HL Deb 23 May 1879 vol 246 cc1110-3

Order of the Day for the Second Reading, read.


, in moving that the Bill be now read a second time, said, their Lordships had, in a former Session, read a similar measure a second time; but owing to the peculiar manner in which it was framed, and the objection that it included too much, it was withdrawn. The present Bill was to prevent the employment of children of tender years in gymnastic, athletic, or other performances of a kind which would endanger life or limb. The 2nd clause, which was the principal one, provided that no child under 14 years of age should take part in any public exhibition or performance which, in the opinion of a Court of Summary Jurisdiction, would be considered dangerous to life or limb. The Bill also imposed penalties on the person who employed the child, or the parent or guardian who allowed the child to be so employed. It was said that if persons did not commence the practice of such performances when they were children they would not be able to accomplish them in after-life. He submitted that that would be no great loss to the community. There was, however, no desire to put down by moans of the Bill such gymnastic exercises on the part of youths and adult persons as were necessary to the maintenance of bodily health and the development of the human frame. In the case of the dangerous exhibitions which it was proposed to suppress, the children who took part in them were not voluntary agents. They wore compelled to take part in them and risk their lives for the gain of others. It was true that dangerous performances had diminished in number for a certain time after the introduction of the former measure on this subject; but some instances which had recently occurred showed that the practice still continued to a great extent. The noble Earl then described in detail several examples of dangerous performances, chiefly in music halls. In one case a child, about six years of age, suspended at a dizzy height, went through a ceiling-walking performance, which consisted of passing backwards and forwards, head downwards, by placing his feet successively in loops. In another instance, two sisters, not more than eight or nine years of age, swung round and round a number of times on a trapeze. The noble Earl read announcements, issued by managers, of "additional attractions," in the form of "flying wonders," "queens of the air," and so on. He also referred to an acci- dent which had recently occurred at a music hall in Birmingham to a boy 12 years of age. One of his feats consisted in being propelled into the air from an apparatus placed on the stage. The machine went off rather unexpectedly, and the little fellow was hurled into the air, and one of his legs was broken and severely lacerated. These children, in their professional education, were subjected to a system of torture from the earliest period. He begged to move the second reading of the Bill.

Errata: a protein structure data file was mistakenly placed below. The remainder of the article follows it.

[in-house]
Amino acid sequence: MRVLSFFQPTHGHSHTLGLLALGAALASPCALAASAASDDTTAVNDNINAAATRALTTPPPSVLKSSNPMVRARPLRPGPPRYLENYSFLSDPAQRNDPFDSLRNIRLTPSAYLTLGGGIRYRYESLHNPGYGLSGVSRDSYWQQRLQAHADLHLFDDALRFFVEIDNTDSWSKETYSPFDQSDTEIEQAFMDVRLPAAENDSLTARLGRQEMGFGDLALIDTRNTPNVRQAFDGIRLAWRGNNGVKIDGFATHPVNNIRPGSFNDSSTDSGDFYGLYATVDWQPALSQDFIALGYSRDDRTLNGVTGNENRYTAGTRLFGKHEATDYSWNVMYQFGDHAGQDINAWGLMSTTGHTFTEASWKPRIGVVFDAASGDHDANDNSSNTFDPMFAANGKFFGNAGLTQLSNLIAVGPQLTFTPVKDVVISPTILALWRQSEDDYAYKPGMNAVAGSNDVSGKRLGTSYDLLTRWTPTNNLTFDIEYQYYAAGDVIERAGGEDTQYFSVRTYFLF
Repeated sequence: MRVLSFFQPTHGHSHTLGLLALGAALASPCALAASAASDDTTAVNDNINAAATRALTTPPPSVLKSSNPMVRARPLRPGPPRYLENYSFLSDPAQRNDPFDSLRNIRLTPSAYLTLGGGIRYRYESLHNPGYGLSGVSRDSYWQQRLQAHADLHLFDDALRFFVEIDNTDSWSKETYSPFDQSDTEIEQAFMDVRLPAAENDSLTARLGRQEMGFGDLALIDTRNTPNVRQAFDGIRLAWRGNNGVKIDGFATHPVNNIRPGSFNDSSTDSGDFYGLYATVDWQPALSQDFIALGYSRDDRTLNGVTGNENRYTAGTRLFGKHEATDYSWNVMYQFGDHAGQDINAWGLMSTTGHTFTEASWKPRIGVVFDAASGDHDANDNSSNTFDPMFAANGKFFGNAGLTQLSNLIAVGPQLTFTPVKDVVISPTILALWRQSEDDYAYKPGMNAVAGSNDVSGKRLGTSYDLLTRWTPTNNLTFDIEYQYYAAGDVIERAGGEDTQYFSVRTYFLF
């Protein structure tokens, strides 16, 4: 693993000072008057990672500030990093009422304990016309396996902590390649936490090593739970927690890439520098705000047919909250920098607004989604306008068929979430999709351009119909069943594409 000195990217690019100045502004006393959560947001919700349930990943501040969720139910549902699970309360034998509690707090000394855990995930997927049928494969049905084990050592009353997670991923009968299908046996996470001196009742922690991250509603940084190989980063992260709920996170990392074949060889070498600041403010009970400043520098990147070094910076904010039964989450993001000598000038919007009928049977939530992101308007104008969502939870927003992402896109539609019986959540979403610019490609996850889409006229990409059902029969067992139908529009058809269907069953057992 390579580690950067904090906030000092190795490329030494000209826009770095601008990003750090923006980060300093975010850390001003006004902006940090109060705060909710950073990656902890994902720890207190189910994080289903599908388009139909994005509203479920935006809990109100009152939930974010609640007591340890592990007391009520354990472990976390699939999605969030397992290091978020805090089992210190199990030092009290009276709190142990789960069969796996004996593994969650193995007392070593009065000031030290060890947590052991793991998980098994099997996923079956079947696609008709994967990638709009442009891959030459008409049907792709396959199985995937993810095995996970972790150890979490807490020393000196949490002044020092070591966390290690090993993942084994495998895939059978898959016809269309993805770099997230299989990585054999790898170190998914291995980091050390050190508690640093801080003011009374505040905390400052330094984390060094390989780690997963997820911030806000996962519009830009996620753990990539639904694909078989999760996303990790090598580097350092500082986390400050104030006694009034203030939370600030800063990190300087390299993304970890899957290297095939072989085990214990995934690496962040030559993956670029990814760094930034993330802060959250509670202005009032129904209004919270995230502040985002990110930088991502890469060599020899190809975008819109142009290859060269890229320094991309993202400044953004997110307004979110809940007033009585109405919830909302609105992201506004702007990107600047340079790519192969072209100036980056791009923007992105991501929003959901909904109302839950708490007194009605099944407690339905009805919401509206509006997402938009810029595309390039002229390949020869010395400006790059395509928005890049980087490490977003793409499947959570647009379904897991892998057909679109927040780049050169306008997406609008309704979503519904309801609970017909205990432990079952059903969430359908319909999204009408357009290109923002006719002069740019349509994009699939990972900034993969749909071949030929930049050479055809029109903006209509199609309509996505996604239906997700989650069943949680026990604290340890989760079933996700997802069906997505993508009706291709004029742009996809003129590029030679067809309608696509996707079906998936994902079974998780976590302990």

Moved, "That the Bill be now read 2a"—(The Earl De la Warr.)


said, that everyone, including Her Majesty's Government, sympathized with the object of the noble Earl (Earl de la Warr); but it was a question whether the measure for which he asked a second reading was best calculated to attain the end which he had in view. He (Earl Beauchamp) thought in its present shape it was not, for none of the performances which the noble Earl had mentioned would come within its scope. They all took place at music-halls, and the Bill was confined to exhibitions in a circus. The Bill as drawn would prohibit most gymnastic exhibitions, because, if they were shown to be dangerous, and a grown person employed a child in them, they would be prohibited, although the child might be employed in a portion of the entertainment which was not at all dangerous. Of course, this was not intended; but it would be one of the effects of the Bill. The Bill could be amended in Committee, and the Government would not oppose the second reading; but he very much doubted whether any great compulsion was really exercised on the children who took part in the performances in question.


observed, that as the Legislature had prohibited the employment of young children in some of the most useful manufactures of the country, because that employment was injurious to them, à fortiori, there was a case made out for preventing the employment of children at dangerous performances.


said, it was not during the performances that the greatest mischief was done and the greatest cruelty perpetrated towards the children. It was in the training of the children from the ages of four and five years up to 14 that the severest torture was inflicted on them.

Motion agreed to; Bill read 2a accordingly, and committed to a Committee of the Whole House on Thursday next.